Still, one does not get a picture of the extent of food insecurity.
Failure of ground intelligence
The 2011 census places the city’s slum population at 7.12 lakh, or at 8.43% of the total population of Bengaluru. The numbers of migrant labour remain fluid and uncertain. The 2011 Census shows that 8.9% of the city’s population had migrated here for work.
The population of Bengaluru urban was enumerated as 87.5 lakh in 2011. Projections show that it could be at over 1.2 crore presently. This translates to over 10 lakh migrant workers presently.
Not surprisingly, there is no official data on this. The BBMP informed the high court that it went by the labour department’s data (while reaching food relief), which pointed to just 61,000 migrant workers.
This, while NGOs catering to the city’s hungry came across at least six times the BBMP and labour department’s figures. Worse, these volunteers are sure that there are many more outside their relief net. In three localities, Maraa found that 1,000 workers had not been given rations.
In Whitefield, citizen groups that had initially assumed they would play a supplementary role during the crisis, soon found themselves playing the primary role in supplying rations. Weeks into the lockdown, when thousands of ration kits had been distributed, the BBMP came out with only a three-page migrant dossier for the region. In the end, an overwhelming number of families were being provided rations by non-government groups.
Hasiru Dala’s Nalini calls this search for Bengaluru’s hungry a “failure of ground intelligence” from local authorities. “Ration cards have not been distributed due to the many elections last year, while the labour department’s enumeration underwent a series of process changes that required multiple efforts at enrollment. The state just didn’t have a system capable of handling hunger,” she says.
|It’s Callousness, dammit.|
Vinay Sreenivasa from The Alternate Law Forum calls it “callousness” on the part of the state. “The state has a list of slums. Its officials were involved in verification of voter cards for all citizens here. Local officials in wards must know about the vulnerable pockets in their jurisdiction. But this is what happens when there is no proper plan. There is not a single person or department to take care of hunger in the city. The Food and Civil Supplies is only concerned about PDS, the labour department sticks to only identified migrants,” he says.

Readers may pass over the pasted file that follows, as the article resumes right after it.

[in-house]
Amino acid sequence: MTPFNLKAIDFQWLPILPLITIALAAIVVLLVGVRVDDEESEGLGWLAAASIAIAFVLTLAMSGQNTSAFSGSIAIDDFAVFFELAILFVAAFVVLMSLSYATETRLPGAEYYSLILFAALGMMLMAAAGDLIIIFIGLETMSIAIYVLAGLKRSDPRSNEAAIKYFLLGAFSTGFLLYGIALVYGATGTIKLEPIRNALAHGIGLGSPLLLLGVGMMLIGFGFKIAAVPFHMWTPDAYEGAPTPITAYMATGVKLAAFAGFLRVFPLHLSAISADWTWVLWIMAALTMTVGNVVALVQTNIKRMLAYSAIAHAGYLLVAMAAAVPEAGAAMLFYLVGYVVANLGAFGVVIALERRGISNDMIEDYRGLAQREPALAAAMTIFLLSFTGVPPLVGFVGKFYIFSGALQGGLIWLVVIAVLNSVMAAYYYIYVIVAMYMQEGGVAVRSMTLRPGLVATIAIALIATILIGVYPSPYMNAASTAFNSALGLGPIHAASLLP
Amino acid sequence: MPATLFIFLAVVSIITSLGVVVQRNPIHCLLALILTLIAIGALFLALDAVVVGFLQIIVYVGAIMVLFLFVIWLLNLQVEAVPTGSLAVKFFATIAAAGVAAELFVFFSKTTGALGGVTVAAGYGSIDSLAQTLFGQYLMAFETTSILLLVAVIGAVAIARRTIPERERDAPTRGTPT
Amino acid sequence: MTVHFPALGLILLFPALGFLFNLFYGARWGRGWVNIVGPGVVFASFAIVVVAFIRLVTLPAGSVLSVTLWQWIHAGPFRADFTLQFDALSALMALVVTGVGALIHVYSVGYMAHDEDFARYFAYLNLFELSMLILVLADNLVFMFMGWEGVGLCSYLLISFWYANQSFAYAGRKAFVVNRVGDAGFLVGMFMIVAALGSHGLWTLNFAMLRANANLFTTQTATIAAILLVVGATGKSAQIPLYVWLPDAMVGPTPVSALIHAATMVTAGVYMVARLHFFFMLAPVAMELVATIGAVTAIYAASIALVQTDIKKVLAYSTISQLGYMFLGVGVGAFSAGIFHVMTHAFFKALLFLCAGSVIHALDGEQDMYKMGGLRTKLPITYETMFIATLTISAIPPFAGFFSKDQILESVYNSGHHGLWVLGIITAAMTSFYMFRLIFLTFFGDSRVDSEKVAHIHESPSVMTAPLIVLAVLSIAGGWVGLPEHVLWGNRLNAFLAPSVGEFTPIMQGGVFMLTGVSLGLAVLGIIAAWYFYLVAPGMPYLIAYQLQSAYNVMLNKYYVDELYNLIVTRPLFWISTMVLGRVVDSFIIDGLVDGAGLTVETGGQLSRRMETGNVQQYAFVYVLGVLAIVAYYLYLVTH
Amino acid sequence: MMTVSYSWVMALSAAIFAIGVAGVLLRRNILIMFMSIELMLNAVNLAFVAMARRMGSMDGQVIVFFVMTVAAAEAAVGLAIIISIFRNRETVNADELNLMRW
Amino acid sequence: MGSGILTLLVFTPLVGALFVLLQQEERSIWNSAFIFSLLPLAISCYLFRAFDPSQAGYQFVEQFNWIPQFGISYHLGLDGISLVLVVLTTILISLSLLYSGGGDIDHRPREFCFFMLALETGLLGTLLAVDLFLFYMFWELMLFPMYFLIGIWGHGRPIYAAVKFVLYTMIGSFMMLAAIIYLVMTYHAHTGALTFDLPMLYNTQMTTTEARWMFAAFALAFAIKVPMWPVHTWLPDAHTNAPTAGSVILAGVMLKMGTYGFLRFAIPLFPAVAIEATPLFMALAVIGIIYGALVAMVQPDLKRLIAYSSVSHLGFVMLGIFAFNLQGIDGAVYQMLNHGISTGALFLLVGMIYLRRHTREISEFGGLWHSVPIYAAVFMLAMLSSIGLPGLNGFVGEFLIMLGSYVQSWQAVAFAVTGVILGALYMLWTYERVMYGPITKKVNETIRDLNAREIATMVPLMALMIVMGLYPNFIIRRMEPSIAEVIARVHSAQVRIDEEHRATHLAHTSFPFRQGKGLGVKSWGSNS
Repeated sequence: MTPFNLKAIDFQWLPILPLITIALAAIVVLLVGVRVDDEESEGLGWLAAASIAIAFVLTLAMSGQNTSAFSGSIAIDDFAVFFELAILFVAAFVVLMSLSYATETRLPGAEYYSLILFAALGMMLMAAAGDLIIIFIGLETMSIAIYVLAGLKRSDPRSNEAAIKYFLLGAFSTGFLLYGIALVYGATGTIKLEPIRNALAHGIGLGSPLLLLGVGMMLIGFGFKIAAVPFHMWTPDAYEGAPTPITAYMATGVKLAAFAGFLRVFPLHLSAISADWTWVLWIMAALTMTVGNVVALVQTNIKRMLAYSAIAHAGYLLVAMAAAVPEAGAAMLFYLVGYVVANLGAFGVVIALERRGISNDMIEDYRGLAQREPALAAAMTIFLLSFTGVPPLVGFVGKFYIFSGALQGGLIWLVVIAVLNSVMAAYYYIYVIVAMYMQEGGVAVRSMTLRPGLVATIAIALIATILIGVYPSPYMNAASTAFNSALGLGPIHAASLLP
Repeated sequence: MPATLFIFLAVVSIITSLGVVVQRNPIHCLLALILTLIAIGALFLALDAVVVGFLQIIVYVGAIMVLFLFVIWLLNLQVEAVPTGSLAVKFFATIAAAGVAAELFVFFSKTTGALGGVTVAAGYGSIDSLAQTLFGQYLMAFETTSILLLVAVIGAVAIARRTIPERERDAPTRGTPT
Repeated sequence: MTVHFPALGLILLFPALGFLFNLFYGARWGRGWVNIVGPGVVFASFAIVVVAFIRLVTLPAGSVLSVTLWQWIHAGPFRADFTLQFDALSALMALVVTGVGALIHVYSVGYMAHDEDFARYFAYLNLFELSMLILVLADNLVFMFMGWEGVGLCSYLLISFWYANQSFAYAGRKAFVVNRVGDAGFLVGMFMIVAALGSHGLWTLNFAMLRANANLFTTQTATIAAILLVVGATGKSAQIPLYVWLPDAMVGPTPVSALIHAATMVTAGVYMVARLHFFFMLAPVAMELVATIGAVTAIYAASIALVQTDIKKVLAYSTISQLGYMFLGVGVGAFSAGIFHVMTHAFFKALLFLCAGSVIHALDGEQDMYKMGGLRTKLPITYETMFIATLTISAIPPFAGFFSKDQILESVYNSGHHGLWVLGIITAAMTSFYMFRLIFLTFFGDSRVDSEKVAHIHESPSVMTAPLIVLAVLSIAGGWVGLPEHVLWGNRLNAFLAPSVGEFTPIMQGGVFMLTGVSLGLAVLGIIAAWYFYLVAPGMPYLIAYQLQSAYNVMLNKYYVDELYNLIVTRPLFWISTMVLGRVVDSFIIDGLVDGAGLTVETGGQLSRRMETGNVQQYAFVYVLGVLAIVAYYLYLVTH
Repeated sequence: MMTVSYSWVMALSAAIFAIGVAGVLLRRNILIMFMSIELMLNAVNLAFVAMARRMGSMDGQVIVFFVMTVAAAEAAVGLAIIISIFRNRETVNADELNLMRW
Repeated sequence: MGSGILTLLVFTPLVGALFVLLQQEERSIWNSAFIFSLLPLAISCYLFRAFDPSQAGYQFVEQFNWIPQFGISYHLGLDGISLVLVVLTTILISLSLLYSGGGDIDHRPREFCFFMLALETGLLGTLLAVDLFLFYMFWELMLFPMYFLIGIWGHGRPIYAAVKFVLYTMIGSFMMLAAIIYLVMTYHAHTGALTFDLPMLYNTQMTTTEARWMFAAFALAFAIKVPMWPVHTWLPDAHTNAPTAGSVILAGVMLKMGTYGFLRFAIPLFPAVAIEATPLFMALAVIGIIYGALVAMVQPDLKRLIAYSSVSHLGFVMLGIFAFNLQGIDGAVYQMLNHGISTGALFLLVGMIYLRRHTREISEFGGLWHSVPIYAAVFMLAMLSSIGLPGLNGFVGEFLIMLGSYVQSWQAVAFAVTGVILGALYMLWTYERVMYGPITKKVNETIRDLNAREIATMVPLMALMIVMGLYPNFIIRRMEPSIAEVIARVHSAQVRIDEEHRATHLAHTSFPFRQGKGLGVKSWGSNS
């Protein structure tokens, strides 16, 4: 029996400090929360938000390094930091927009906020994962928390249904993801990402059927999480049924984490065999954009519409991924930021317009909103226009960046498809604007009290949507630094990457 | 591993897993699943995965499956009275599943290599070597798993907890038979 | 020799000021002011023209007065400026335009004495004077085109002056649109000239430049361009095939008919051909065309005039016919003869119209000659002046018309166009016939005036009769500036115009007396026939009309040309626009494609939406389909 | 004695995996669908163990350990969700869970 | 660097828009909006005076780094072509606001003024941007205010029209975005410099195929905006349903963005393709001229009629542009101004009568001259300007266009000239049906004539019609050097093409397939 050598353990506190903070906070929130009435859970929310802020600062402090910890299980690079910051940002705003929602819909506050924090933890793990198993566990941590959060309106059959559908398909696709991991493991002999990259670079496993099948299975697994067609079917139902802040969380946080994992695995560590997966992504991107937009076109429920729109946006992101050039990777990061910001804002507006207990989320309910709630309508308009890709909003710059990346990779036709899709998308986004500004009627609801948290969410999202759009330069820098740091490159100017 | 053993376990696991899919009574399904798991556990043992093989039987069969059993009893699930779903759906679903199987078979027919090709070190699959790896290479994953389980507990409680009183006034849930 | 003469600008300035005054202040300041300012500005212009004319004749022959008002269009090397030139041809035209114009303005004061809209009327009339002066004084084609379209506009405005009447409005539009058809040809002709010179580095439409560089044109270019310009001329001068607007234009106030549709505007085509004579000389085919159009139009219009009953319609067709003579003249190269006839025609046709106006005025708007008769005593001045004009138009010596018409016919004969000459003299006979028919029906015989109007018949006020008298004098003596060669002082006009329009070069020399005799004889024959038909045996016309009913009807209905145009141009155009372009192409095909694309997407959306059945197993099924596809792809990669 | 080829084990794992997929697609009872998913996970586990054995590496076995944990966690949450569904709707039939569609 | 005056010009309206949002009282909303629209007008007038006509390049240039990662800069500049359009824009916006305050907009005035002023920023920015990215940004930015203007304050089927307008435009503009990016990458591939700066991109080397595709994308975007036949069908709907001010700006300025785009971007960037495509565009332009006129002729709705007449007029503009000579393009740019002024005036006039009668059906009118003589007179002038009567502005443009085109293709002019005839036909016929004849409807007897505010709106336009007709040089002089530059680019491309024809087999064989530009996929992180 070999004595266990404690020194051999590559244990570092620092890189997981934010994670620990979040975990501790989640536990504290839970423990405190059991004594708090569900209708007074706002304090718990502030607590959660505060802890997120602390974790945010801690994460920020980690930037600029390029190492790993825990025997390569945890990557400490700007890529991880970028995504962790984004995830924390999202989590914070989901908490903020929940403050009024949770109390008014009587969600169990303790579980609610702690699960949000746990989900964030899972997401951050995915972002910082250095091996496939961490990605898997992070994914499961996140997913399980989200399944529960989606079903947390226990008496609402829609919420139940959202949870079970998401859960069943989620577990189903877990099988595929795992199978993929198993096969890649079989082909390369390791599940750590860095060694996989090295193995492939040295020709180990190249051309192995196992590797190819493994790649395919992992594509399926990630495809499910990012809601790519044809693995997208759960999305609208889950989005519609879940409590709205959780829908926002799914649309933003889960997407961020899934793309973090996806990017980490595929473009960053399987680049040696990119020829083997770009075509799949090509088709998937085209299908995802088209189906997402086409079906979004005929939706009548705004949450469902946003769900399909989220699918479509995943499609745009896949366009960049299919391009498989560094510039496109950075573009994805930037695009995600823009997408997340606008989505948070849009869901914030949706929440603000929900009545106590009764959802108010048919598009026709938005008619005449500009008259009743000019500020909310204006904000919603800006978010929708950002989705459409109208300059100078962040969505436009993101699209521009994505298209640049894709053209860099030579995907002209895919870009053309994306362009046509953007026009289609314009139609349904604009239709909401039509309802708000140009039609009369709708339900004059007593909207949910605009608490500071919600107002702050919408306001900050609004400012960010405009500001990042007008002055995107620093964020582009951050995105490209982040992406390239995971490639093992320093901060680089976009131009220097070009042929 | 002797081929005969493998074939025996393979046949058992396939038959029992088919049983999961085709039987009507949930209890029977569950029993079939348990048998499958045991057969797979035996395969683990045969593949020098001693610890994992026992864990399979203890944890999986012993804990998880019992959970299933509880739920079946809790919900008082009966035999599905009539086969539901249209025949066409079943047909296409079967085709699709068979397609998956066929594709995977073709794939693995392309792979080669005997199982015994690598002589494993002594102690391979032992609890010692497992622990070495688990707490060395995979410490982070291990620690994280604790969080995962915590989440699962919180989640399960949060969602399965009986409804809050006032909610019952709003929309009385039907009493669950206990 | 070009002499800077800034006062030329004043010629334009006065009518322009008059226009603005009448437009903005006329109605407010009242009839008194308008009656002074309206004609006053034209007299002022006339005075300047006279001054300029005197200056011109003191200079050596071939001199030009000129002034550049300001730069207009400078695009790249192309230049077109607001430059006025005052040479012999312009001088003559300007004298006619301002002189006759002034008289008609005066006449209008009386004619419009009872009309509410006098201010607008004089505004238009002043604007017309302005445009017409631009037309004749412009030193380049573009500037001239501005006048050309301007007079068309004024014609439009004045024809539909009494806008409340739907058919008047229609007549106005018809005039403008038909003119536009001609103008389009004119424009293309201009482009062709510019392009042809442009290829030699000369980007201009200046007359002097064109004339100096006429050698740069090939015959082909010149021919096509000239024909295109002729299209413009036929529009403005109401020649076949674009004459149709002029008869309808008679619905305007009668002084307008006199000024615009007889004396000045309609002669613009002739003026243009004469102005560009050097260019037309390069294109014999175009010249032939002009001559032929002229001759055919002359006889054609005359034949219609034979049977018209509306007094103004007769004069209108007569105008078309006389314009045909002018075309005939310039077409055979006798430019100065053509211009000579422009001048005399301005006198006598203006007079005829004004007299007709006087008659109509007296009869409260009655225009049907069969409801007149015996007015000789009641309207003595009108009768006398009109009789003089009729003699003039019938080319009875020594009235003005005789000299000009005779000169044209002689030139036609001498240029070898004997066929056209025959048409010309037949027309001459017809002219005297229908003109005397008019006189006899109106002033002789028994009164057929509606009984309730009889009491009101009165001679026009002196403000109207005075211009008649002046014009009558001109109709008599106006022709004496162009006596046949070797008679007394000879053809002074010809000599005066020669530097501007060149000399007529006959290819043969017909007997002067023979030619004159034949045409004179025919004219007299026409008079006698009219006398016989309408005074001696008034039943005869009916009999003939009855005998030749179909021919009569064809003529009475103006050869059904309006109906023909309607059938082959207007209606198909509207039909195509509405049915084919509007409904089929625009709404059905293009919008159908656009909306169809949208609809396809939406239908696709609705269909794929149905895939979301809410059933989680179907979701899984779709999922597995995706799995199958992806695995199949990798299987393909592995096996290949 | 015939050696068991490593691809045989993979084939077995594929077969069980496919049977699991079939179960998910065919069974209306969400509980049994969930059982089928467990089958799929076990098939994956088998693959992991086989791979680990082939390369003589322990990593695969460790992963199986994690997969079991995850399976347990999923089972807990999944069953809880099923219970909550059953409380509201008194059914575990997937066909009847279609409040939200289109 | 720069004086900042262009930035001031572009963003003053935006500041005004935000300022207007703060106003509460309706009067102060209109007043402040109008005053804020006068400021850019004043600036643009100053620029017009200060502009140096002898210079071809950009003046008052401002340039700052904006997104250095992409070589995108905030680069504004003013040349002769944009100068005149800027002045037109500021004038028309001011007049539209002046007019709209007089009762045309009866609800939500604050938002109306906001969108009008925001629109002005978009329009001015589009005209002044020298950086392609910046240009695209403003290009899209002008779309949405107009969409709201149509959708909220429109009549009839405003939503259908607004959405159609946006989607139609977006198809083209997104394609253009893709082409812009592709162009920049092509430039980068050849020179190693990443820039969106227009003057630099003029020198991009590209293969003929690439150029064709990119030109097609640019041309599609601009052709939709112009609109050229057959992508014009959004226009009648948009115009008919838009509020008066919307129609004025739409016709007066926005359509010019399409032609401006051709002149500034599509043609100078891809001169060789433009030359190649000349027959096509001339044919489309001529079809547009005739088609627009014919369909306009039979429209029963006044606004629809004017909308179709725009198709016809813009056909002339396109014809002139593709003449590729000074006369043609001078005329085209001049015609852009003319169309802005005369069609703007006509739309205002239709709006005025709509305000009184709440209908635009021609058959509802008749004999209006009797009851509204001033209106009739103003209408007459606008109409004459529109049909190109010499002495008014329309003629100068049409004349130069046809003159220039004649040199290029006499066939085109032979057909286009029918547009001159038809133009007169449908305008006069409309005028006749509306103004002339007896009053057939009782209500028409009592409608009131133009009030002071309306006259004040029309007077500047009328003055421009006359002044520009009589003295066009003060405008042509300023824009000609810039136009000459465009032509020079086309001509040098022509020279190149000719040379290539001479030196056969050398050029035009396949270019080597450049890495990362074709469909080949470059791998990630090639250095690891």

Aditi Surie from the Indian Institute of Human Settlements and one of the authors of the `Hungry Cities: Urban Food systems (2017)’ report says the COVID-19 crisis has exposed the implementation failure of every scheme to feed the hungry in the city. “In a crisis like this, and with migrants being particularly vulnerable, there should have been an effort to universalise PDS, removal of the income criteria and mandatory ration card, much like Delhi has done,” she says.
A 2019 survey covering 1,700 respondents – a small, albeit representative sample – found that 13% of the city was “severely food insecure”.
“People whose incomes are just above the poverty line may have been pushed below it…”
“Migrants, many of whom are young bachelors, are largely excluded from social schemes. We found that even female-headed households are food insecure,” says Shriya Anand, a senior consultant at the IIHS and one of the authors of the report. “But what this crisis may have done is that the layer of people whose incomes are just above the poverty line may have been pushed below it due to lack of pay and escalating prices of food. In these extraordinary times, inequalities in society have been brought to the fore,” says she.
While there is significant attention on feeding the vulnerable, the important thing would be to ensure that the focus remains and processes are geared towards the hungry population in the post-pandemic recovery phase, she points out.